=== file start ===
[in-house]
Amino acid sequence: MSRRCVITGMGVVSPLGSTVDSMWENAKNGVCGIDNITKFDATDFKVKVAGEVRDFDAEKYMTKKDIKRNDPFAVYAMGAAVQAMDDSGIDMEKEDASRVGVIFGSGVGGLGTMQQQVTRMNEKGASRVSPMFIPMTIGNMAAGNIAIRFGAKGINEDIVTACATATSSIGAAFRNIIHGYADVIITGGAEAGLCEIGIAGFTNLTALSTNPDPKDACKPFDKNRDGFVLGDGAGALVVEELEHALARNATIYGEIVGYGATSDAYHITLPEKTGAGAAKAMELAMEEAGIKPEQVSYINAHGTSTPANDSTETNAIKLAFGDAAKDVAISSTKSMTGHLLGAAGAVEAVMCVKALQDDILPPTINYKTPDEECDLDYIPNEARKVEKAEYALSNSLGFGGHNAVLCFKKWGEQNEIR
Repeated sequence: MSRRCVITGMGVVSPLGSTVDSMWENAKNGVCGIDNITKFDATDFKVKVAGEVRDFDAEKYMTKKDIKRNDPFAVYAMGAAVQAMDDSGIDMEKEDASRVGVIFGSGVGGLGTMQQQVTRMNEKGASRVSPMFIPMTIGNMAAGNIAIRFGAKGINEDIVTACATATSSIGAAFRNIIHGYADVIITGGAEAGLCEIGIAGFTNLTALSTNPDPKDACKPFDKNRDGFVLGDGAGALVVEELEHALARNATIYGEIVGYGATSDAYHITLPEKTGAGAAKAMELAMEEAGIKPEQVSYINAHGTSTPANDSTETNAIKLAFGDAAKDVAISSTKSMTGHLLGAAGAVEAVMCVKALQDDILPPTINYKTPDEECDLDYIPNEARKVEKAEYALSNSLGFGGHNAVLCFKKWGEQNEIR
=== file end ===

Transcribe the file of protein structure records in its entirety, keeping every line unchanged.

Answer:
[in-house]
Amino acid sequence: MSRRCVITGMGVVSPLGSTVDSMWENAKNGVCGIDNITKFDATDFKVKVAGEVRDFDAEKYMTKKDIKRNDPFAVYAMGAAVQAMDDSGIDMEKEDASRVGVIFGSGVGGLGTMQQQVTRMNEKGASRVSPMFIPMTIGNMAAGNIAIRFGAKGINEDIVTACATATSSIGAAFRNIIHGYADVIITGGAEAGLCEIGIAGFTNLTALSTNPDPKDACKPFDKNRDGFVLGDGAGALVVEELEHALARNATIYGEIVGYGATSDAYHITLPEKTGAGAAKAMELAMEEAGIKPEQVSYINAHGTSTPANDSTETNAIKLAFGDAAKDVAISSTKSMTGHLLGAAGAVEAVMCVKALQDDILPPTINYKTPDEECDLDYIPNEARKVEKAEYALSNSLGFGGHNAVLCFKKWGEQNEIR
Repeated sequence: MSRRCVITGMGVVSPLGSTVDSMWENAKNGVCGIDNITKFDATDFKVKVAGEVRDFDAEKYMTKKDIKRNDPFAVYAMGAAVQAMDDSGIDMEKEDASRVGVIFGSGVGGLGTMQQQVTRMNEKGASRVSPMFIPMTIGNMAAGNIAIRFGAKGINEDIVTACATATSSIGAAFRNIIHGYADVIITGGAEAGLCEIGIAGFTNLTALSTNPDPKDACKPFDKNRDGFVLGDGAGALVVEELEHALARNATIYGEIVGYGATSDAYHITLPEKTGAGAAKAMELAMEEAGIKPEQVSYINAHGTSTPANDSTETNAIKLAFGDAAKDVAISSTKSMTGHLLGAAGAVEAVMCVKALQDDILPPTINYKTPDEECDLDYIPNEARKVEKAEYALSNSLGFGGHNAVLCFKKWGEQNEIR